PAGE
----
These hilarious jokes and caricatures are a metaphor for a bigger problem.

There are genuine concerns that Nigeria may follow a similar trajectory to Zimbabwe and Venezuela. This concern is well-founded. The echoes of Zimbabwe ring eerily and loudly in Nigeria today. There are many reasons why history students could look back on the crash of the Naira and its impact on our reputation, global stature and the living standard of our people. This concern is heightened for many reasons. However, I will highlight only a few.

The first is poor policy articulation and implementation. Recall that the policy origin of the current Naira tumble can be traced to the simultaneous removal of subsidies and years’ long currency pegs last year by the current administration. This was done without considering other factors that need to be in place to make the economy function optimally. Nigerians are worried that our economy handlers are not doing enough to stem the decline.

The second is the damaged reputation of the country occasioned by the Naira crash and the ongoing economic and security instability. Local and foreign investors are losing confidence in the Nigerian economy because of high-level financial, economic and political instability.

The next is that the cost-of-living crisis escalates and inflation ravages the country. Prices of essential goods and services are going off the roof and people are perplexed at the rate of degeneration.

The fourth is that microeconomic indices are unfavourable given the reduction in demand for goods and services due to high prices and reduced supply. The latter itself is due to lack of production or high cost of importation.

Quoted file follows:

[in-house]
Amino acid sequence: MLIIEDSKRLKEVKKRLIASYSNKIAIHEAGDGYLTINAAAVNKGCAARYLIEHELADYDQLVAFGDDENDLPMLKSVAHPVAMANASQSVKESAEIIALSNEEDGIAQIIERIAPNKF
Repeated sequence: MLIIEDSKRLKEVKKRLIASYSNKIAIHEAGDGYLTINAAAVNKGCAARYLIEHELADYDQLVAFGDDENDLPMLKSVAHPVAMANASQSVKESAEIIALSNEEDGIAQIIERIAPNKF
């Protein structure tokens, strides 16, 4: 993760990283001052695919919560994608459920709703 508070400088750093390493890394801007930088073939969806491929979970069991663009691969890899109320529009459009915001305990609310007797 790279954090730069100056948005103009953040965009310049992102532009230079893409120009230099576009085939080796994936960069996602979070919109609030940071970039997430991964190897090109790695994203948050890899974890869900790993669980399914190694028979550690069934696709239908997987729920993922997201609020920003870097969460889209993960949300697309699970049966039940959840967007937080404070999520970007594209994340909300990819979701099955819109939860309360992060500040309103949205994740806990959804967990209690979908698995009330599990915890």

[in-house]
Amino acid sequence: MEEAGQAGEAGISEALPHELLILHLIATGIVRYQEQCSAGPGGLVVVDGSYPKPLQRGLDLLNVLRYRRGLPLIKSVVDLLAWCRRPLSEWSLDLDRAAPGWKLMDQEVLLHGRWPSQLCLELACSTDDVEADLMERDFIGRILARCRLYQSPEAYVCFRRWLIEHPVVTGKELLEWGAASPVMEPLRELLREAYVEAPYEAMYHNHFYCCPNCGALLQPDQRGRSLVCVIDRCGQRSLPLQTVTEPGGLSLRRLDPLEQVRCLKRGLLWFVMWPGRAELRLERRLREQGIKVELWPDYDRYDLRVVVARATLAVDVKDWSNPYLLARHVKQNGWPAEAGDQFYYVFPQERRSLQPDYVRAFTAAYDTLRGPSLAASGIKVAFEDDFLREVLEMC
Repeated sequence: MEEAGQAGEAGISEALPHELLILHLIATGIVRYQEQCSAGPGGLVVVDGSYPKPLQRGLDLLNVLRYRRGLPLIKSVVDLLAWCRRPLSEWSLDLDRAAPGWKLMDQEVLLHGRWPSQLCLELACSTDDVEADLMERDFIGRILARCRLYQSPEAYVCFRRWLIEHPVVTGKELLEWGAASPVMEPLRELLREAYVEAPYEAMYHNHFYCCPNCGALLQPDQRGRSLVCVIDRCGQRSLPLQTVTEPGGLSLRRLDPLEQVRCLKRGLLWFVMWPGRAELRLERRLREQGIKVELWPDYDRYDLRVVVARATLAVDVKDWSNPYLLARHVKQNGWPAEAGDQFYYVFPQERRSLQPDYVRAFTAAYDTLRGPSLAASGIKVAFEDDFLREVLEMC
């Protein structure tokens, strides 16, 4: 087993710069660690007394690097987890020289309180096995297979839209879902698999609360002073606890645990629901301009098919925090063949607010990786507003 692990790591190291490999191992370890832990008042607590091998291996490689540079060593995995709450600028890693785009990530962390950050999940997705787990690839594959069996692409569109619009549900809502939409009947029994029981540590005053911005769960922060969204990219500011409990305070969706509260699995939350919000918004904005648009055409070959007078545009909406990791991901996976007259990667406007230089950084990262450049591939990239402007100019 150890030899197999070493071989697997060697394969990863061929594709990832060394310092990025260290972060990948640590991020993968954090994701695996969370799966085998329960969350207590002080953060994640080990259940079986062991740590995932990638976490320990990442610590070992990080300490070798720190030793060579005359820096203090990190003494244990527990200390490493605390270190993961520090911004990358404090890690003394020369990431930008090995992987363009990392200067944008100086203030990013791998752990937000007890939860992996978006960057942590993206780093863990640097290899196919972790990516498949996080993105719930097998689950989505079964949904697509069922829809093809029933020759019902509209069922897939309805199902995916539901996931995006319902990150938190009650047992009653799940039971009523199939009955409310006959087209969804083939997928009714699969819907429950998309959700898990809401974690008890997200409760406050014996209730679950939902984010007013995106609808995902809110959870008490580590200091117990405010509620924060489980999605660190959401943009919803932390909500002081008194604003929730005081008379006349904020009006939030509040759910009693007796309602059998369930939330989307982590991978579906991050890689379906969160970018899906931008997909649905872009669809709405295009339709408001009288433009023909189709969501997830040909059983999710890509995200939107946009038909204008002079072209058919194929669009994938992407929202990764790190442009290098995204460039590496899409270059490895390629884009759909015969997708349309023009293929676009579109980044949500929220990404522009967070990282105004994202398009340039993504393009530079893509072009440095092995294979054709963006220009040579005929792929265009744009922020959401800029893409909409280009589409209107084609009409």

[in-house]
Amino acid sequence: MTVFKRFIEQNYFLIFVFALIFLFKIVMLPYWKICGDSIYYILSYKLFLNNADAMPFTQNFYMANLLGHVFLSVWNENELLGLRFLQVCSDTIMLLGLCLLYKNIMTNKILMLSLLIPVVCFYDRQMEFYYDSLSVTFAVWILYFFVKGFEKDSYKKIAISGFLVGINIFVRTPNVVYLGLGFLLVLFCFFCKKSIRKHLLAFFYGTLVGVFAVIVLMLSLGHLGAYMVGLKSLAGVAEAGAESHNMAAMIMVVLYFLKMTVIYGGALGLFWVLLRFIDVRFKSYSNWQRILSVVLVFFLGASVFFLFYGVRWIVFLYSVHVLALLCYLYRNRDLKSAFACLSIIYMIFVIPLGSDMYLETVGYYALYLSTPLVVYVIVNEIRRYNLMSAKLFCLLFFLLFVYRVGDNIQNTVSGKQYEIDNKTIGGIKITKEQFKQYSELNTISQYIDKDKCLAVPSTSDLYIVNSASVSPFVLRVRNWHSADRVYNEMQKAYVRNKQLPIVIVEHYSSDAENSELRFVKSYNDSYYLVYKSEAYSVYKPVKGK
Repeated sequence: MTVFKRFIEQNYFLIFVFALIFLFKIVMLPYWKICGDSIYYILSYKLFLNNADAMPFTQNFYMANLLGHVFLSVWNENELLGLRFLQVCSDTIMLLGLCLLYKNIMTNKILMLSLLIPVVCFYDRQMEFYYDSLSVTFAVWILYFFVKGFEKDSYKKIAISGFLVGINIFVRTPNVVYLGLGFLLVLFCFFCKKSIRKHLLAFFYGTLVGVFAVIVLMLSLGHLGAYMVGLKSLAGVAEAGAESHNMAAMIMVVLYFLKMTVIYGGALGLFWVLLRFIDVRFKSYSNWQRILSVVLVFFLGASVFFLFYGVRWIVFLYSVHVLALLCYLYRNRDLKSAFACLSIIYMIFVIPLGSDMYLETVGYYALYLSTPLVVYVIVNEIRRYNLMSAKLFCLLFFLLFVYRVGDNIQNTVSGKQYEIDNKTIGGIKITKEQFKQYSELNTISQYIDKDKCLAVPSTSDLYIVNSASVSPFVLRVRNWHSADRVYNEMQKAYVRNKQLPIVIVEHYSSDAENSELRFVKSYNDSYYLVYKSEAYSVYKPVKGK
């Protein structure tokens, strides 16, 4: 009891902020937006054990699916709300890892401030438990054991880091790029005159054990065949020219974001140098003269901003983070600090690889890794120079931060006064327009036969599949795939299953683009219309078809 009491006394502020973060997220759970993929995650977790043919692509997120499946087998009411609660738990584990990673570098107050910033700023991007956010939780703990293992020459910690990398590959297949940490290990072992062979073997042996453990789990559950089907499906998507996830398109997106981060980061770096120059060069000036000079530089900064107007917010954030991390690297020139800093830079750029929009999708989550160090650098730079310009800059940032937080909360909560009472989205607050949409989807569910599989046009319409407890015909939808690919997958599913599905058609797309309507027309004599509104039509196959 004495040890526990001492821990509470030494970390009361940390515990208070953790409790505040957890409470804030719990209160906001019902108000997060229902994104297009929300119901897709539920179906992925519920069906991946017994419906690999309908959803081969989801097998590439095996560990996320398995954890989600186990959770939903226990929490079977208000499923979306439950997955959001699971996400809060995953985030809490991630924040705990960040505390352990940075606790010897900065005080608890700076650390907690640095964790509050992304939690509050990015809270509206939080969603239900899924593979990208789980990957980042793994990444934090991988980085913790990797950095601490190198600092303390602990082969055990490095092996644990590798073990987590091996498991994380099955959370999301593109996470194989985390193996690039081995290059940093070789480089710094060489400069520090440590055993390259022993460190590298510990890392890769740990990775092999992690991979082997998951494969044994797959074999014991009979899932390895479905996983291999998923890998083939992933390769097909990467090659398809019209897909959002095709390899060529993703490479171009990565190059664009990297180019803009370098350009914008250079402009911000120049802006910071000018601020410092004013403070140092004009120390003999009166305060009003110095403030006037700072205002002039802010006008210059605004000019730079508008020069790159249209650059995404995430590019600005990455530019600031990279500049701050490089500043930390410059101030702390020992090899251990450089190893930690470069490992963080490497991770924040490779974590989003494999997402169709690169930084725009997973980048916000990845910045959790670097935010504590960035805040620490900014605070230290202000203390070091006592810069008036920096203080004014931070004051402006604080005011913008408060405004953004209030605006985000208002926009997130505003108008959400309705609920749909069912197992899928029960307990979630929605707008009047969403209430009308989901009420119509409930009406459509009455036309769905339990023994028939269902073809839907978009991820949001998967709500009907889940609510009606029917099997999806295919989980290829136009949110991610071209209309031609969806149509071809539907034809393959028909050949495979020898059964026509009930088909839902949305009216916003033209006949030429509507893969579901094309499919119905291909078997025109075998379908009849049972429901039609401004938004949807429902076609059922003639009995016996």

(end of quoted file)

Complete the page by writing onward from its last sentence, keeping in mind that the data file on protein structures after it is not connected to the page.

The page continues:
Also, there are unfavourable macroeconomic indices such as escalation of unemployment. This correlates with a high crime rate, high inflation occasioned by a fall in the value of the Naira, banks’ inability to grant medium to long-term loans and general perception of impending economic catastrophe hovering over Nigeria like an ominous overcast.

The fifth is that wealthy Nigerians and other average citizens worried about the erosion of the value of their money and assets are converting them into Dollars or are moving their assets to dollar-denominated investments abroad to hedge for further loss.

Finally, the volatility of the Naira implies that fresh capital investments in infrastructure and power, mainly dependent on imported plants and machinery, shall be negatively impacted, leading to projects being put on hold.

How did we tumble in such a short time from a respectable nation to a butt of jokes? Not only amongst us but within the global community?

A brief historical odyssey on Naira volatility suffices. The tragic history dates back to 1983 when the Naira began its nosedive and successive governments have failed to ameliorate the plunge. In 1983, $1 was exchanged for about 72 Kobo. But the Naira fell to trade at about N9 to $1 by 1990. In 2000, $1 was exchanged for about N85 at the official window. In 2010, $1 was officially exchanged for about N150, but more at the notorious black market. By 2020, $1 was exchanged for about N360 at the official window. In recent years, the Naira has faced challenges related to external factors. These include fluctuations in oil prices, the global economic impact of the COVID-19 pandemic, and serial mismanagement.